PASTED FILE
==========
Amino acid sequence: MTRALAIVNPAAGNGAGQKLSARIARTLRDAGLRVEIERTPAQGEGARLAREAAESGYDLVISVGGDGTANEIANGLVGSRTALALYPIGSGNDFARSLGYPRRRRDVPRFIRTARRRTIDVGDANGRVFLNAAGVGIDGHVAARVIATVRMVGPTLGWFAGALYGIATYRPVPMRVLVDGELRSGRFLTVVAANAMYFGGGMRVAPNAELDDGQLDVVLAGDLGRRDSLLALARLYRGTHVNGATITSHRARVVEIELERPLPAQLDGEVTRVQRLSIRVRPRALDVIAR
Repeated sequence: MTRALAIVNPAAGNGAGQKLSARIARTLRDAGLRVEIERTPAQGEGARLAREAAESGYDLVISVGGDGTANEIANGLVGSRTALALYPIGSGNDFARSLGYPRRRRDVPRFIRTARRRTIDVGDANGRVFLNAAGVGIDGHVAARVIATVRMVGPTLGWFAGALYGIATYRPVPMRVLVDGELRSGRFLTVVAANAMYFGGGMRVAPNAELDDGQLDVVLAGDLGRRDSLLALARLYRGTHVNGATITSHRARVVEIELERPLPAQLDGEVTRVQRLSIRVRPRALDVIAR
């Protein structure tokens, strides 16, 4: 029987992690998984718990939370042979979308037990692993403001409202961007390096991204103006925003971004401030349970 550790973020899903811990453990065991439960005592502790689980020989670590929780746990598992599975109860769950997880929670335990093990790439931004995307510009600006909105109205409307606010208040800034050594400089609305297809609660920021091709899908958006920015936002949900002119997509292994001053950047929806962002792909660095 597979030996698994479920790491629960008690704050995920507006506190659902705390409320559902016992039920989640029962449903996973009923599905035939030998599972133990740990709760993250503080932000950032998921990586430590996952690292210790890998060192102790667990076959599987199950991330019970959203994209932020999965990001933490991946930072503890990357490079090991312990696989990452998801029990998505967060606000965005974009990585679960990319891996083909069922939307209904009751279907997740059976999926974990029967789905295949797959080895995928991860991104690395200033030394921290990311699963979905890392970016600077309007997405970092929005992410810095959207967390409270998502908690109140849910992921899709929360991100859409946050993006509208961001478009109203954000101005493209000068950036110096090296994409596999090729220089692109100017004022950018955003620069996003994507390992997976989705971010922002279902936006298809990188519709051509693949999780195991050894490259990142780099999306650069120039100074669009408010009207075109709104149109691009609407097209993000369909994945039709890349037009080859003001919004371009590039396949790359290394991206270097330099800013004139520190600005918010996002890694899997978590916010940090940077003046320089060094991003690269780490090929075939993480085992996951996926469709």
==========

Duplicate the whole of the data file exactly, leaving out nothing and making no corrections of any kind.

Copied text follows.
Amino acid sequence: MTRALAIVNPAAGNGAGQKLSARIARTLRDAGLRVEIERTPAQGEGARLAREAAESGYDLVISVGGDGTANEIANGLVGSRTALALYPIGSGNDFARSLGYPRRRRDVPRFIRTARRRTIDVGDANGRVFLNAAGVGIDGHVAARVIATVRMVGPTLGWFAGALYGIATYRPVPMRVLVDGELRSGRFLTVVAANAMYFGGGMRVAPNAELDDGQLDVVLAGDLGRRDSLLALARLYRGTHVNGATITSHRARVVEIELERPLPAQLDGEVTRVQRLSIRVRPRALDVIAR
Repeated sequence: MTRALAIVNPAAGNGAGQKLSARIARTLRDAGLRVEIERTPAQGEGARLAREAAESGYDLVISVGGDGTANEIANGLVGSRTALALYPIGSGNDFARSLGYPRRRRDVPRFIRTARRRTIDVGDANGRVFLNAAGVGIDGHVAARVIATVRMVGPTLGWFAGALYGIATYRPVPMRVLVDGELRSGRFLTVVAANAMYFGGGMRVAPNAELDDGQLDVVLAGDLGRRDSLLALARLYRGTHVNGATITSHRARVVEIELERPLPAQLDGEVTRVQRLSIRVRPRALDVIAR
């Protein structure tokens, strides 16, 4: 029987992690998984718990939370042979979308037990692993403001409202961007390096991204103006925003971004401030349970 550790973020899903811990453990065991439960005592502790689980020989670590929780746990598992599975109860769950997880929670335990093990790439931004995307510009600006909105109205409307606010208040800034050594400089609305297809609660920021091709899908958006920015936002949900002119997509292994001053950047929806962002792909660095 597979030996698994479920790491629960008690704050995920507006506190659902705390409320559902016992039920989640029962449903996973009923599905035939030998599972133990740990709760993250503080932000950032998921990586430590996952690292210790890998060192102790667990076959599987199950991330019970959203994209932020999965990001933490991946930072503890990357490079090991312990696989990452998801029990998505967060606000965005974009990585679960990319891996083909069922939307209904009751279907997740059976999926974990029967789905295949797959080895995928991860991104690395200033030394921290990311699963979905890392970016600077309007997405970092929005992410810095959207967390409270998502908690109140849910992921899709929360991100859409946050993006509208961001478009109203954000101005493209000068950036110096090296994409596999090729220089692109100017004022950018955003620069996003994507390992997976989705971010922002279902936006298809990188519709051509693949999780195991050894490259990142780099999306650069120039100074669009408010009207075109709104149109691009609407097209993000369909994945039709890349037009080859003001919004371009590039396949790359290394991206270097330099800013004139520190600005918010996002890694899997978590916010940090940077003046320089060094991003690269780490090929075939993480085992996951996926469709």